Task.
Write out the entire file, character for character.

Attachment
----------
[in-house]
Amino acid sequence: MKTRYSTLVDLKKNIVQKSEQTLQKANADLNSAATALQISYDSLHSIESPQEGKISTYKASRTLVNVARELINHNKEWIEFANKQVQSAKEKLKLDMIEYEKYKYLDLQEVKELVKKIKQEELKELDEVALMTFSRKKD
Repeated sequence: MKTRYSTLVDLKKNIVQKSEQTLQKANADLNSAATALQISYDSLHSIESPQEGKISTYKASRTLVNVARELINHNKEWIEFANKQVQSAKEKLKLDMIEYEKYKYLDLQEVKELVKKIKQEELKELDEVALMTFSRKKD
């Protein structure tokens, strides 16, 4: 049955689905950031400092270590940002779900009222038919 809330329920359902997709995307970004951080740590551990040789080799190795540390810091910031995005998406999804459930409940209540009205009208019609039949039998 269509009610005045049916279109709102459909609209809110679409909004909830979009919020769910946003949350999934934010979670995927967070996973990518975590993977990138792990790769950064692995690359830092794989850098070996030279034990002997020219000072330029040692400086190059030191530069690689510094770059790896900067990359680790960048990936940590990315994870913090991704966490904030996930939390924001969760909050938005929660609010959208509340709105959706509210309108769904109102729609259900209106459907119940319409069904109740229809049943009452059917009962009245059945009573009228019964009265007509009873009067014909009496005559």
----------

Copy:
[in-house]
Amino acid sequence: MKTRYSTLVDLKKNIVQKSEQTLQKANADLNSAATALQISYDSLHSIESPQEGKISTYKASRTLVNVARELINHNKEWIEFANKQVQSAKEKLKLDMIEYEKYKYLDLQEVKELVKKIKQEELKELDEVALMTFSRKKD
Repeated sequence: MKTRYSTLVDLKKNIVQKSEQTLQKANADLNSAATALQISYDSLHSIESPQEGKISTYKASRTLVNVARELINHNKEWIEFANKQVQSAKEKLKLDMIEYEKYKYLDLQEVKELVKKIKQEELKELDEVALMTFSRKKD
């Protein structure tokens, strides 16, 4: 049955689905950031400092270590940002779900009222038919 809330329920359902997709995307970004951080740590551990040789080799190795540390810091910031995005998406999804459930409940209540009205009208019609039949039998 269509009610005045049916279109709102459909609209809110679409909004909830979009919020769910946003949350999934934010979670995927967070996973990518975590993977990138792990790769950064692995690359830092794989850098070996030279034990002997020219000072330029040692400086190059030191530069690689510094770059790896900067990359680790960048990936940590990315994870913090991704966490904030996930939390924001969760909050938005929660609010959208509340709105959706509210309108769904109102729609259900209106459907119940319409069904109740229809049943009452059917009962009245059945009573009228019964009265007509009873009067014909009496005559």